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biovalueBiowert (ger.)

  • definition needed!

    the word ‘adaption’ is ambiguous, as it designates at least three different concepts, namely the following: A1 = suitability of a subsystem (organelle, organ, etc.) to a function, or high biovalue of the subsystem for the entire organism; A2 = adjustment of the organism to its environment; A3 = fertility of a biopopulation.

    Bunge, M. (1979). Treatise on Basic Philosophy, vol. 4. Ontology II: A World of Systems: 104.


    If a denotes a feature (organ, role, etc.) of an organism b, or some (biotic or abiotic) items in the environment of b, then a is valuable to b if, and only if, the possession of, or access to, a favors the ability of b to undergo its species-specific life history. Otherwise, a is either indifferent or disvaluable to b. […] a definition of “biovalue” solely in terms of survival would have to consider the reproductive system of an organism, or the specific function of reproduction respectively, as either worthless to the organism in question, because it does not contribute to the survival of the individual; or even as detrimental, as is the case with certain animals and plants in which copulation or reproduction is (naturally) followed by the death of the parental organism(s): think of mayflies and salmon.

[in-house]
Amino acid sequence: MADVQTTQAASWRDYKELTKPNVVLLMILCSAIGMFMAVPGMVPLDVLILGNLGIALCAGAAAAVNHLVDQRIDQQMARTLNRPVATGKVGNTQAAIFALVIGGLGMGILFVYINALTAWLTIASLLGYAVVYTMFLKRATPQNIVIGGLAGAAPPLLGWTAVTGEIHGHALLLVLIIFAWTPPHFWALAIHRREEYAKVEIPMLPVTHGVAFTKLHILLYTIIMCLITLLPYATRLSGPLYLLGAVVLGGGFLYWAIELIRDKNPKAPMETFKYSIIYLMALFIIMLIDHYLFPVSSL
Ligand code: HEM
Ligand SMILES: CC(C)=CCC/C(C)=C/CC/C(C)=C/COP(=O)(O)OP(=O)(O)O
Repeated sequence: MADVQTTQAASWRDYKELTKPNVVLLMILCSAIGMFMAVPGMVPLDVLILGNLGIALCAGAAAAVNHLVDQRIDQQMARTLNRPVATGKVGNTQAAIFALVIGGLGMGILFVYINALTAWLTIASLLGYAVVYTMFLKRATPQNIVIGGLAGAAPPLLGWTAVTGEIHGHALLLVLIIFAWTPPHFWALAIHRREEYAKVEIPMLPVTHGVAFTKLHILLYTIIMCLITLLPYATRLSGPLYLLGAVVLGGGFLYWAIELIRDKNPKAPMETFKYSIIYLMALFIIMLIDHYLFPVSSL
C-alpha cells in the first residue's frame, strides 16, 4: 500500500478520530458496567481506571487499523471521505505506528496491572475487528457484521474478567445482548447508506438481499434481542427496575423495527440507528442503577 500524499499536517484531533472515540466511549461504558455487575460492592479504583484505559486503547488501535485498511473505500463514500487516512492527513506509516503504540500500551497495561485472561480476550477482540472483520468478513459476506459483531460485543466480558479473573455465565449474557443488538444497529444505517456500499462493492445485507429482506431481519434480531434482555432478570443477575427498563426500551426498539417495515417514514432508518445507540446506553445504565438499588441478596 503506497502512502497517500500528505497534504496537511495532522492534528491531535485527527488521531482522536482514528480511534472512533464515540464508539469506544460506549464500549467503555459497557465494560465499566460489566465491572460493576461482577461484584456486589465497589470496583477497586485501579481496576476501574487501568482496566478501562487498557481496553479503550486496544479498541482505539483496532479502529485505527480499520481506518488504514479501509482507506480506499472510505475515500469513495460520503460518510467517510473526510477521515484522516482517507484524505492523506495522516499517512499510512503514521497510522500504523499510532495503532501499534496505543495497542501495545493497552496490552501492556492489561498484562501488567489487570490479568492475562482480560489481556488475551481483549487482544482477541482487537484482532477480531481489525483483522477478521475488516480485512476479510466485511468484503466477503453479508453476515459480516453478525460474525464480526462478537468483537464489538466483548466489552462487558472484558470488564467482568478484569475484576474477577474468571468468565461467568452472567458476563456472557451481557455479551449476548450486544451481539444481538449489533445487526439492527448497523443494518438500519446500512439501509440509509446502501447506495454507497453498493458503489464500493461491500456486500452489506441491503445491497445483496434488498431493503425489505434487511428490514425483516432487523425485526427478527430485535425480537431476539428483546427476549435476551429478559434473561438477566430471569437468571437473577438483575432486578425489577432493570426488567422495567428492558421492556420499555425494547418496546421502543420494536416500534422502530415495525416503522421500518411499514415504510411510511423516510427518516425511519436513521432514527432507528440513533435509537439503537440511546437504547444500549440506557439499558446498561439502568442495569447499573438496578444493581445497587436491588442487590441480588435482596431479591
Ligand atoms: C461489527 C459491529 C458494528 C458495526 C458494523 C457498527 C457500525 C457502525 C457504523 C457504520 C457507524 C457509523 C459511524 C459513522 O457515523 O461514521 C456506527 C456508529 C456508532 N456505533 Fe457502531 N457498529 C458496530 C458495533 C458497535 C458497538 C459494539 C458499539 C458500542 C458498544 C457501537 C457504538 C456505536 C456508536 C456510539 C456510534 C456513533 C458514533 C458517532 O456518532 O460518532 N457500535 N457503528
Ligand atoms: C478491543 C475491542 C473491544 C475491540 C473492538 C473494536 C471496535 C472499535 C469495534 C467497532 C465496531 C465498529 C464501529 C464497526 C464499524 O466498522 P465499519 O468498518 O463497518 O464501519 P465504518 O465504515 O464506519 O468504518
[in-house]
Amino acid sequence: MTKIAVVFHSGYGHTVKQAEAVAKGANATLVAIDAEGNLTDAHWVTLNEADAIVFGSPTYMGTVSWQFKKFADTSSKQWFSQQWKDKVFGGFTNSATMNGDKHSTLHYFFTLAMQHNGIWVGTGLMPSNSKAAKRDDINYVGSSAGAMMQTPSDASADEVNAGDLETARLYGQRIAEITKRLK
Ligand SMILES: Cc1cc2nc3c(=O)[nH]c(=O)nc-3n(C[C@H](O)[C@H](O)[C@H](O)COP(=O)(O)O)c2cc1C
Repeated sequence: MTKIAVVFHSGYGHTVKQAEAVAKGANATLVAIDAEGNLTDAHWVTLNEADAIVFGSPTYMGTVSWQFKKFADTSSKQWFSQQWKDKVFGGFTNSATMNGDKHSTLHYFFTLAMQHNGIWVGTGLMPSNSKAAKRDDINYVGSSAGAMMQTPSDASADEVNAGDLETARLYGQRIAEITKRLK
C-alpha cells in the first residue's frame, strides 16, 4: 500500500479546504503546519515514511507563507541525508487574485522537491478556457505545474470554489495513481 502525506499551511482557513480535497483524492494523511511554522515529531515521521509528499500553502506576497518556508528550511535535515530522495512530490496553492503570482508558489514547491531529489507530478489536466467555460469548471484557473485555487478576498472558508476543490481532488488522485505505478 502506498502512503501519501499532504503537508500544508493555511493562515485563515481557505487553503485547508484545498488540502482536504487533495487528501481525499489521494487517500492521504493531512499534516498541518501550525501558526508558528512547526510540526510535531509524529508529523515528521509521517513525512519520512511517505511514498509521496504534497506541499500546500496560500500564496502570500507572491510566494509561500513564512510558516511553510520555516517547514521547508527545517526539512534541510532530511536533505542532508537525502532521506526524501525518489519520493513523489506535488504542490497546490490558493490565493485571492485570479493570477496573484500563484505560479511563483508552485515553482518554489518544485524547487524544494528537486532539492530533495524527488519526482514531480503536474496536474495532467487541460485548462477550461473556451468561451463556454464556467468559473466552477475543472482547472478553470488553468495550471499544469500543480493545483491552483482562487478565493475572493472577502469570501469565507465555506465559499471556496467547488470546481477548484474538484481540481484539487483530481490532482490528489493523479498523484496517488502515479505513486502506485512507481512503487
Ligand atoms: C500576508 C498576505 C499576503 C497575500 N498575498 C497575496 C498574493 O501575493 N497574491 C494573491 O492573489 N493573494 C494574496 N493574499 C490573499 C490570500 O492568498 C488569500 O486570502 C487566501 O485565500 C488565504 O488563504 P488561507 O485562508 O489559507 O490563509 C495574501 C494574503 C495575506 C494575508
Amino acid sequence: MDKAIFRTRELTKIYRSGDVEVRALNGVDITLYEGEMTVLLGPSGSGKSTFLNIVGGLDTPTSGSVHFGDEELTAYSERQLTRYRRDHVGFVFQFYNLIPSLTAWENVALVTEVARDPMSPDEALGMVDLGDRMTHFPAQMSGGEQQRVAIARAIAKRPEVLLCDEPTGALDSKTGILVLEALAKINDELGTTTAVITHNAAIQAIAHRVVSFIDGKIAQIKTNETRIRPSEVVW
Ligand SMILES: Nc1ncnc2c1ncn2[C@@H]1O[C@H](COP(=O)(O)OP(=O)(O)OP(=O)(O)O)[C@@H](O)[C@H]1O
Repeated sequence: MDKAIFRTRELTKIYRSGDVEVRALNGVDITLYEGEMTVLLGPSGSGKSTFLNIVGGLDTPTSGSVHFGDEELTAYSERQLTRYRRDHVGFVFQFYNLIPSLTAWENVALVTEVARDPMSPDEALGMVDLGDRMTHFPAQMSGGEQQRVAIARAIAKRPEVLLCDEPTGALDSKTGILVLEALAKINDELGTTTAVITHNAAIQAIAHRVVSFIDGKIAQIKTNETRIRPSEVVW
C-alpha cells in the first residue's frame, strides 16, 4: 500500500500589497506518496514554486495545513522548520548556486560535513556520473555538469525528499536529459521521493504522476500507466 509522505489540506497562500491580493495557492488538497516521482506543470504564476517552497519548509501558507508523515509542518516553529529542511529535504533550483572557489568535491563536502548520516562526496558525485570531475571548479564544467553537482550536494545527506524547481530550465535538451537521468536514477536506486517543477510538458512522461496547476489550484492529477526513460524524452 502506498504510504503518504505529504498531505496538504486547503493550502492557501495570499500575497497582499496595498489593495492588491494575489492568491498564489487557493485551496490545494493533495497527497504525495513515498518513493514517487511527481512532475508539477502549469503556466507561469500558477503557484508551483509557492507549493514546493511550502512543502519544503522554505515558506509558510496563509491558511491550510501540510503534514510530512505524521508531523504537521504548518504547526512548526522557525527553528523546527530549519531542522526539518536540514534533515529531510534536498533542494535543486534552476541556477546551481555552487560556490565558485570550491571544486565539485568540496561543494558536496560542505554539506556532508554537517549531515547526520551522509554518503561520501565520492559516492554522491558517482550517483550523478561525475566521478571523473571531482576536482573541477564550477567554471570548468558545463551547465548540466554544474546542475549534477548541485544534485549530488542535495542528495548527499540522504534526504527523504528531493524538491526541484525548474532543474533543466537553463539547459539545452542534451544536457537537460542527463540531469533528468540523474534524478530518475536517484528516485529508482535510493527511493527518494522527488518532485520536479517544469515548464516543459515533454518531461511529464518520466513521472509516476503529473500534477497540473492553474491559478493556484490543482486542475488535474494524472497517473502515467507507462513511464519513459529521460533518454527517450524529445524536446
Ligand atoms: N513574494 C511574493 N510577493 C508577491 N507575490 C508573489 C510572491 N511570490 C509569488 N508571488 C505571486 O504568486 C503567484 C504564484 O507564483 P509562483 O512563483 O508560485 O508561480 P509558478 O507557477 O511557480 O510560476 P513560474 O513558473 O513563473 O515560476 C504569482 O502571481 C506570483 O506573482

Mahner, M. & Bunge, M. (1997). Foundations of Biophilosophy: 159.